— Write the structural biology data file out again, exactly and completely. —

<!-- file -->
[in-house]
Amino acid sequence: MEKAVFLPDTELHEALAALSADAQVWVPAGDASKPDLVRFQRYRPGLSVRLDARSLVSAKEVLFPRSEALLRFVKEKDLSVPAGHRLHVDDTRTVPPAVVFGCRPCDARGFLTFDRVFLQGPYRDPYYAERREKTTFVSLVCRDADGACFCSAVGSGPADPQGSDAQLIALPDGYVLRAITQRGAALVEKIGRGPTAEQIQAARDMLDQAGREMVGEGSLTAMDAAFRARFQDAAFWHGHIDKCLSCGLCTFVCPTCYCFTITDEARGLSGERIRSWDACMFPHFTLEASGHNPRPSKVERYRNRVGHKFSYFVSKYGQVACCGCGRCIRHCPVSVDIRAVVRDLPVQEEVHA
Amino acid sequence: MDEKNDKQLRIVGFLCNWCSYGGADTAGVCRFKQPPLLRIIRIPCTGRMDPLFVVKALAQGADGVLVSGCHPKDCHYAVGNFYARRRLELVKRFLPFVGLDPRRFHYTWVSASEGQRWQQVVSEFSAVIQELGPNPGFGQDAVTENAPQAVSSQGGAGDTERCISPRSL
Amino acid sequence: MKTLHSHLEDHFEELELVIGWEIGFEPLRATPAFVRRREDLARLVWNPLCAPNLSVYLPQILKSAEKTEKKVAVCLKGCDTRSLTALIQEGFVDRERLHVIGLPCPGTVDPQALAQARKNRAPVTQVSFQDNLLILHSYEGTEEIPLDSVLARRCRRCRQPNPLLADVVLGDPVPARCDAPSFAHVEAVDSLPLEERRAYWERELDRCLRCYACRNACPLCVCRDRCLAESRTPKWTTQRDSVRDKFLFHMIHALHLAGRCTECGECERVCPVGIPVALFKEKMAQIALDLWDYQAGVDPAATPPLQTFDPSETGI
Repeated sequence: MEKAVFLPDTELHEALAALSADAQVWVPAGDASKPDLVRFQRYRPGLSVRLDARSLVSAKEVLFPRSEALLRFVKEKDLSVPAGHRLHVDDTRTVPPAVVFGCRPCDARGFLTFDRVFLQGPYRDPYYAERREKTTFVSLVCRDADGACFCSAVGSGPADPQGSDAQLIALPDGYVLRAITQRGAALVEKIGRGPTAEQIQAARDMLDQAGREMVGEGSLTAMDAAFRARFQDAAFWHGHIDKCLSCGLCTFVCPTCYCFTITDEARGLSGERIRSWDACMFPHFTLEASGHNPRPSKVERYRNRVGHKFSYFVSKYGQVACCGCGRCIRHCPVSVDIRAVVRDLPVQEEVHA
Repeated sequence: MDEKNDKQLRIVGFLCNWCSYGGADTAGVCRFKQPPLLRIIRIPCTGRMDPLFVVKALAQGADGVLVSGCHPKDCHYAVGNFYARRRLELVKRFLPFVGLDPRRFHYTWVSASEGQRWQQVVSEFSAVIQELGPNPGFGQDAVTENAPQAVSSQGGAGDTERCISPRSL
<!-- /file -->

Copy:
[in-house]
Amino acid sequence: MEKAVFLPDTELHEALAALSADAQVWVPAGDASKPDLVRFQRYRPGLSVRLDARSLVSAKEVLFPRSEALLRFVKEKDLSVPAGHRLHVDDTRTVPPAVVFGCRPCDARGFLTFDRVFLQGPYRDPYYAERREKTTFVSLVCRDADGACFCSAVGSGPADPQGSDAQLIALPDGYVLRAITQRGAALVEKIGRGPTAEQIQAARDMLDQAGREMVGEGSLTAMDAAFRARFQDAAFWHGHIDKCLSCGLCTFVCPTCYCFTITDEARGLSGERIRSWDACMFPHFTLEASGHNPRPSKVERYRNRVGHKFSYFVSKYGQVACCGCGRCIRHCPVSVDIRAVVRDLPVQEEVHA
Amino acid sequence: MDEKNDKQLRIVGFLCNWCSYGGADTAGVCRFKQPPLLRIIRIPCTGRMDPLFVVKALAQGADGVLVSGCHPKDCHYAVGNFYARRRLELVKRFLPFVGLDPRRFHYTWVSASEGQRWQQVVSEFSAVIQELGPNPGFGQDAVTENAPQAVSSQGGAGDTERCISPRSL
Amino acid sequence: MKTLHSHLEDHFEELELVIGWEIGFEPLRATPAFVRRREDLARLVWNPLCAPNLSVYLPQILKSAEKTEKKVAVCLKGCDTRSLTALIQEGFVDRERLHVIGLPCPGTVDPQALAQARKNRAPVTQVSFQDNLLILHSYEGTEEIPLDSVLARRCRRCRQPNPLLADVVLGDPVPARCDAPSFAHVEAVDSLPLEERRAYWERELDRCLRCYACRNACPLCVCRDRCLAESRTPKWTTQRDSVRDKFLFHMIHALHLAGRCTECGECERVCPVGIPVALFKEKMAQIALDLWDYQAGVDPAATPPLQTFDPSETGI
Repeated sequence: MEKAVFLPDTELHEALAALSADAQVWVPAGDASKPDLVRFQRYRPGLSVRLDARSLVSAKEVLFPRSEALLRFVKEKDLSVPAGHRLHVDDTRTVPPAVVFGCRPCDARGFLTFDRVFLQGPYRDPYYAERREKTTFVSLVCRDADGACFCSAVGSGPADPQGSDAQLIALPDGYVLRAITQRGAALVEKIGRGPTAEQIQAARDMLDQAGREMVGEGSLTAMDAAFRARFQDAAFWHGHIDKCLSCGLCTFVCPTCYCFTITDEARGLSGERIRSWDACMFPHFTLEASGHNPRPSKVERYRNRVGHKFSYFVSKYGQVACCGCGRCIRHCPVSVDIRAVVRDLPVQEEVHA
Repeated sequence: MDEKNDKQLRIVGFLCNWCSYGGADTAGVCRFKQPPLLRIIRIPCTGRMDPLFVVKALAQGADGVLVSGCHPKDCHYAVGNFYARRRLELVKRFLPFVGLDPRRFHYTWVSASEGQRWQQVVSEFSAVIQELGPNPGFGQDAVTENAPQAVSSQGGAGDTERCISPRSL